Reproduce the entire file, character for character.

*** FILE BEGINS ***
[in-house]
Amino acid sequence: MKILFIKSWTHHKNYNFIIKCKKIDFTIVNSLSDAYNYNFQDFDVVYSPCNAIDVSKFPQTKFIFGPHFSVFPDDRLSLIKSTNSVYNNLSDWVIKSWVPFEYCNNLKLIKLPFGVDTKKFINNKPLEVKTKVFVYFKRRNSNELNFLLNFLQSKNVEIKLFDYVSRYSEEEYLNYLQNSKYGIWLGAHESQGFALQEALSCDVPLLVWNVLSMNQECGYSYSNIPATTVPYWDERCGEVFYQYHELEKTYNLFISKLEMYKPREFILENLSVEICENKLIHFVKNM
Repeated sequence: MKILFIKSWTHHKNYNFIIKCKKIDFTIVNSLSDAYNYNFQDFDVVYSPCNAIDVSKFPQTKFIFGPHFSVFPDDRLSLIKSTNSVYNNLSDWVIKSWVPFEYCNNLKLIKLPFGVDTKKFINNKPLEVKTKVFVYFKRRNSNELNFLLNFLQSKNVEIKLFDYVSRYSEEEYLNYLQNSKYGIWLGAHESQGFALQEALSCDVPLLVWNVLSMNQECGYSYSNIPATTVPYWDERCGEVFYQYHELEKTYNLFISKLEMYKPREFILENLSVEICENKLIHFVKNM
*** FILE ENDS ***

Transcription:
[in-house]
Amino acid sequence: MKILFIKSWTHHKNYNFIIKCKKIDFTIVNSLSDAYNYNFQDFDVVYSPCNAIDVSKFPQTKFIFGPHFSVFPDDRLSLIKSTNSVYNNLSDWVIKSWVPFEYCNNLKLIKLPFGVDTKKFINNKPLEVKTKVFVYFKRRNSNELNFLLNFLQSKNVEIKLFDYVSRYSEEEYLNYLQNSKYGIWLGAHESQGFALQEALSCDVPLLVWNVLSMNQECGYSYSNIPATTVPYWDERCGEVFYQYHELEKTYNLFISKLEMYKPREFILENLSVEICENKLIHFVKNM
Repeated sequence: MKILFIKSWTHHKNYNFIIKCKKIDFTIVNSLSDAYNYNFQDFDVVYSPCNAIDVSKFPQTKFIFGPHFSVFPDDRLSLIKSTNSVYNNLSDWVIKSWVPFEYCNNLKLIKLPFGVDTKKFINNKPLEVKTKVFVYFKRRNSNELNFLLNFLQSKNVEIKLFDYVSRYSEEEYLNYLQNSKYGIWLGAHESQGFALQEALSCDVPLLVWNVLSMNQECGYSYSNIPATTVPYWDERCGEVFYQYHELEKTYNLFISKLEMYKPREFILENLSVEICENKLIHFVKNM